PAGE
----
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Updated: 07/08/2003 11:35 - (SA)

Kelly buried as row simmers on

06/08/2003 21:52 - (SA)

Longworth, England - David Kelly, the weapons expert at the centre of an uproar over the way Britain was led into the Iraq war, was buried on Wednesday, 19 days after he was found dead with a slit wrist.

A private funeral and burial for the one-time UN arms inspector took place at a church within sight of the woods in the English county of Oxfordshire where his body was found last month.

The funeral came a day after one of Prime Minister Tony Blair's official spokespersons apologised for likening Kelly to the fictional daydreamer Walter Mitty during an off-the-record talk with a London newspaper.

Despite vigorous denials to the contrary, the gaff left the impression that Downing Street was out to blacken Kelly's name as the judicial inquiry into his apparent suicide gets underway.

His widow and their three daughters were among the 160 people at the funeral in Longworth, Oxfordshire which also included a prayer selected by Kelly's fellow followers of the Baha'i faith.

Govt presence 'discreet'

The British government's presence was discreet, with deputy prime minister John Prescott the most senior of the officials on hand. Lord Brian Hutton, the judge conducting an inquiry into Kelly's death which is due to begin hearing witnesses next Monday, was also present.

A lone bell tolled as Kelly's coffin, decked with a white wreath, was carried into the 13th century church, about 40 other wreaths lining the path.

In the churchyard, a British flag flew at half staff.

The village of Longworth was sealed off by police, as was the road to Kelly's house in a nearby village.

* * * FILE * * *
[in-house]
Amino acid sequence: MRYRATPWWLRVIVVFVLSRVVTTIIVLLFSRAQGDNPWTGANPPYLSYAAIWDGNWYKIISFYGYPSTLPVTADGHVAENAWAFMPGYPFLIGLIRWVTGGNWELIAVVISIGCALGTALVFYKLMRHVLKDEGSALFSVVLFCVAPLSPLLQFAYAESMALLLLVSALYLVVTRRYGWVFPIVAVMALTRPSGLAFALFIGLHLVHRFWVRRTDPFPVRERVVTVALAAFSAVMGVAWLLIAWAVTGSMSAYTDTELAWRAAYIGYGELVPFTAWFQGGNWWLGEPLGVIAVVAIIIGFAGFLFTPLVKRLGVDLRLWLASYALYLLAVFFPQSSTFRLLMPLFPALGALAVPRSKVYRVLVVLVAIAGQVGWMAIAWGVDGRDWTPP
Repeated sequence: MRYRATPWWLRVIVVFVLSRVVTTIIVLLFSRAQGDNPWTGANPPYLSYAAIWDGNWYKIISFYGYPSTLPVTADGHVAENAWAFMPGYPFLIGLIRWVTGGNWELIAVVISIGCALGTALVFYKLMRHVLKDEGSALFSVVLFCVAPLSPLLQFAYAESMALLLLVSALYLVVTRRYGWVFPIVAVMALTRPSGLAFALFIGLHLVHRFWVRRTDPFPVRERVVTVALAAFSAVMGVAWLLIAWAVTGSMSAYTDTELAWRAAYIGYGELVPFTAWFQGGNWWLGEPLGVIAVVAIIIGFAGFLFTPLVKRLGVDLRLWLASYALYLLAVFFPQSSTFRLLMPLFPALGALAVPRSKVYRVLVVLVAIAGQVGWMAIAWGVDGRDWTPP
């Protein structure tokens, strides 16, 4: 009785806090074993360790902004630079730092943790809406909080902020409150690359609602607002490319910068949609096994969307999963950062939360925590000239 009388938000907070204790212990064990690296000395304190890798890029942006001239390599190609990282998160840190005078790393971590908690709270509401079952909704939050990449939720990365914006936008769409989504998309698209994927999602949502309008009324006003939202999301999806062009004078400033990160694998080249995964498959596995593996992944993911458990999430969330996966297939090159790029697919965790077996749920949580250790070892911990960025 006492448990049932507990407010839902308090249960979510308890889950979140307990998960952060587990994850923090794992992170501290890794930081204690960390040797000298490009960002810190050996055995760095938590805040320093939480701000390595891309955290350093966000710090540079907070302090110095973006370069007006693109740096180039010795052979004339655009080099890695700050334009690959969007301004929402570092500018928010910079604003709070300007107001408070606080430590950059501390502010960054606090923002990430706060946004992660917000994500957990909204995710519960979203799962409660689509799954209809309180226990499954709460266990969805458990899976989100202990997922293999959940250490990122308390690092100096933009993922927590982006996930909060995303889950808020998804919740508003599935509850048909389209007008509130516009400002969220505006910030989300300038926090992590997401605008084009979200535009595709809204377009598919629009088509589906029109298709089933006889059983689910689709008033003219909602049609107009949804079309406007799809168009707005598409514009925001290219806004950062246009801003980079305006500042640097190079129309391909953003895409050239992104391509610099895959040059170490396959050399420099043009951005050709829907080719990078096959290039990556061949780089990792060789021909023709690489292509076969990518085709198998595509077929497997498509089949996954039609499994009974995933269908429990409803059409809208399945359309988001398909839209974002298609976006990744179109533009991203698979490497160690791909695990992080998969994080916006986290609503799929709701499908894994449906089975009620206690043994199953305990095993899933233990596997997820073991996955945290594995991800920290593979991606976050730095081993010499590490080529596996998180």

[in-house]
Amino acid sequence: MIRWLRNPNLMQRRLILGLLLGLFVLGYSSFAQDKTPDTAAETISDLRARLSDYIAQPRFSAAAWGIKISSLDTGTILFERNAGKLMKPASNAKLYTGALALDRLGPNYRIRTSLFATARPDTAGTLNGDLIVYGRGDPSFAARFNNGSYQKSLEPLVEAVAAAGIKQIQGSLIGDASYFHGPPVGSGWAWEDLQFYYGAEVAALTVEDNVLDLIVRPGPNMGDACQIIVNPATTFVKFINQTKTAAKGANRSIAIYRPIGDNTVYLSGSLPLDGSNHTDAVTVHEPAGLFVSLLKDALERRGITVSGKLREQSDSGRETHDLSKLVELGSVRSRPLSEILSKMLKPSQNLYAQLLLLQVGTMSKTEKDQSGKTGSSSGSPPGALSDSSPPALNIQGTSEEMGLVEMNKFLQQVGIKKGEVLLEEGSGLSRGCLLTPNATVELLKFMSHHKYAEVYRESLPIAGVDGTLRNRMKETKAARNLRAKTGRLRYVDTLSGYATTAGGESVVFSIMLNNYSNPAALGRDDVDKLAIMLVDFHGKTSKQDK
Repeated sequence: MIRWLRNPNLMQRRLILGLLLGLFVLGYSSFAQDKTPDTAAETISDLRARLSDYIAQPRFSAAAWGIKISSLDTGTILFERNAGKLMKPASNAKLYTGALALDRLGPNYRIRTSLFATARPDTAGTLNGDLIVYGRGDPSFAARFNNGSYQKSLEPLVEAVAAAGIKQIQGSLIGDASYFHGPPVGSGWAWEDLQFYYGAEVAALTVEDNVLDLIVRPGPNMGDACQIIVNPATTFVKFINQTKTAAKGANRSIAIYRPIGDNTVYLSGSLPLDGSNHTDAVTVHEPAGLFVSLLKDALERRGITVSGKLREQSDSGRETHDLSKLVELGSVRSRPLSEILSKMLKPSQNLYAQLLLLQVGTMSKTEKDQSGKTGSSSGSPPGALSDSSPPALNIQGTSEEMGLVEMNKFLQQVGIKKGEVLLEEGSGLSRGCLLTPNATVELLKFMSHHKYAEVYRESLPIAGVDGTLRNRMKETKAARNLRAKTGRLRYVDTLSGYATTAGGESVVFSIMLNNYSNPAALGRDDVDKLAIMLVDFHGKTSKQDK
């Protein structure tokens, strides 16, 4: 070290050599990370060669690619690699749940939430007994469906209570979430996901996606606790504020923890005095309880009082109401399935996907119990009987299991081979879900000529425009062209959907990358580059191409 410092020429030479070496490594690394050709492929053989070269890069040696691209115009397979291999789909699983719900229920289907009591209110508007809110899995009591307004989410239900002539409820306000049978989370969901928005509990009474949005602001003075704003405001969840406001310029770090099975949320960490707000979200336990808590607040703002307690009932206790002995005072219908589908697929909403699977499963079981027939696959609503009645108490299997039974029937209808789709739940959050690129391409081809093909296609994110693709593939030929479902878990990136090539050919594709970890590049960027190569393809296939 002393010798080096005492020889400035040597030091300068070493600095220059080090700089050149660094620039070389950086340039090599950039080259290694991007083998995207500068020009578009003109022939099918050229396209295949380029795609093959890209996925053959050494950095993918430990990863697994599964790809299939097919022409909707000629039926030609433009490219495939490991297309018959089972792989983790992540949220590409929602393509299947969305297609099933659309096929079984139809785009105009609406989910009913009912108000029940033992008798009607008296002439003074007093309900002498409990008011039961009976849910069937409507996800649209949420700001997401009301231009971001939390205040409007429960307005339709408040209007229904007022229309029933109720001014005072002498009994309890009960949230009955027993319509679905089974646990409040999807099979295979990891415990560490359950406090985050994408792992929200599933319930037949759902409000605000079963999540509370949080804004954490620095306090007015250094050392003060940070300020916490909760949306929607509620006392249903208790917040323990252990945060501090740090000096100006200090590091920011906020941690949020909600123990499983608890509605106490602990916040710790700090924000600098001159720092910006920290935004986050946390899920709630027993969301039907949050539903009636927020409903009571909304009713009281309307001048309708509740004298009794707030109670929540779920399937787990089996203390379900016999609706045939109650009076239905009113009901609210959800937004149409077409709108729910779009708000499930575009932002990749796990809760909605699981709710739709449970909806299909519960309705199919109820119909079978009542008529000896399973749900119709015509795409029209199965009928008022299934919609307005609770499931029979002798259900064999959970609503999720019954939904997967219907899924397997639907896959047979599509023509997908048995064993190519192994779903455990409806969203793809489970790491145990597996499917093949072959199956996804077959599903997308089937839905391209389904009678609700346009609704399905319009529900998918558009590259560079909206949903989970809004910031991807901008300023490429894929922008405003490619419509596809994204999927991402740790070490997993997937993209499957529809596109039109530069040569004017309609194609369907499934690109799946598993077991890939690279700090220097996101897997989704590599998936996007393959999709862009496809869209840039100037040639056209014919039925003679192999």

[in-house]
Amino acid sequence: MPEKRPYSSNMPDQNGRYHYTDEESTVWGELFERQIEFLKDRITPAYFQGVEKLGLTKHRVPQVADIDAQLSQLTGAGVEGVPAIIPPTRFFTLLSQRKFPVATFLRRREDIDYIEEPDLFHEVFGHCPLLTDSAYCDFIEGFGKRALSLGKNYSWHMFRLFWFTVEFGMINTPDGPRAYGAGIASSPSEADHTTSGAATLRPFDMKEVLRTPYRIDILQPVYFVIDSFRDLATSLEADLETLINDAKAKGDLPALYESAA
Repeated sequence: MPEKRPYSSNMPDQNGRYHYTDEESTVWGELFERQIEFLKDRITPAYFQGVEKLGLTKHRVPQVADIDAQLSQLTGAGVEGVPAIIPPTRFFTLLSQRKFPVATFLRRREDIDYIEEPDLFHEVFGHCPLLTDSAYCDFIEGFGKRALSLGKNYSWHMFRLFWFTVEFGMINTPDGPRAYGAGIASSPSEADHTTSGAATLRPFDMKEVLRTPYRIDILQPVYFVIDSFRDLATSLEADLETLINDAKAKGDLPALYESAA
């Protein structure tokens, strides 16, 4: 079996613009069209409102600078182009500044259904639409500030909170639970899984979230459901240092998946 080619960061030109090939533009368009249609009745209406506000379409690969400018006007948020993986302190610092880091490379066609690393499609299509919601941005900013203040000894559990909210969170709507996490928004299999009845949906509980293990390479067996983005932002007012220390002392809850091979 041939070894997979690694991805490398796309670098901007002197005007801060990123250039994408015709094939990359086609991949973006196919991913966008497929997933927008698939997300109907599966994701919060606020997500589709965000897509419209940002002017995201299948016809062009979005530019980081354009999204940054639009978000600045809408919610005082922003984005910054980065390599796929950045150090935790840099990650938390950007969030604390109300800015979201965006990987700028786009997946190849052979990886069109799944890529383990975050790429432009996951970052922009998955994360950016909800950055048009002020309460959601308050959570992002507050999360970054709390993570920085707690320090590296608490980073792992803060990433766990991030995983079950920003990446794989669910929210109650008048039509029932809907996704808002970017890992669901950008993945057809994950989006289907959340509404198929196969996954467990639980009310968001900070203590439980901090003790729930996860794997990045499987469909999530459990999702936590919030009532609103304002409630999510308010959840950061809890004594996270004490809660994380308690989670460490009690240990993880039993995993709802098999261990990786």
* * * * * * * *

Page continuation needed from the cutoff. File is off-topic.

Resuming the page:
Blair himself is on a family vacation in Barbados this week. Also out of the country is Geoff Hoon, the defence secretary, another key figure in the affair.

Prescott, who is running the government in Blair's absence, wrote on Tuesday to Kelly's widow apologising for the Walter Mitty remark.

BBC source

Kelly has been identified as the source of a May 29 report on BBC radio that Blair's staff had misused intelligence data in a September 2002 dossier on Iraq and weapons of mass destruction.

Kelly, a ministry of defence expert on chemical and biological weapons, contributed to the dossier.

According to the BBC report, one of the dossier's key claims - that Iraq could deploy chemical and biological weapons in just 45 minutes - was inserted despite reservations from intelligence chiefs.

Downing Street's denial of the report, and the BBC's refusal to correct it, triggered an ugly row between the government and the public broadcaster that was then overshadowed by Kelly's death.


One of Kelly's friends, television journalist Tom Mangold, recoiled at the Walter Mitty remark, interpreted in the British press as a metaphor for someone with delusions of grandeur.

"We will be sending to his destiny a man who did so much for peace and did so much to counteract evil and, ironically, one of the few people who would have discovered the evidence of the programme of weapons of mass destruction," Mangold said on BBC radio.

He said the vicar, Roy Woodhams, had told mourners in Longworth: "We are here because of the tragedy that has taken place.

We are not here for the media or to make a political statement or to apportion blame."

©Copyright 2003, News24 (South Africa)

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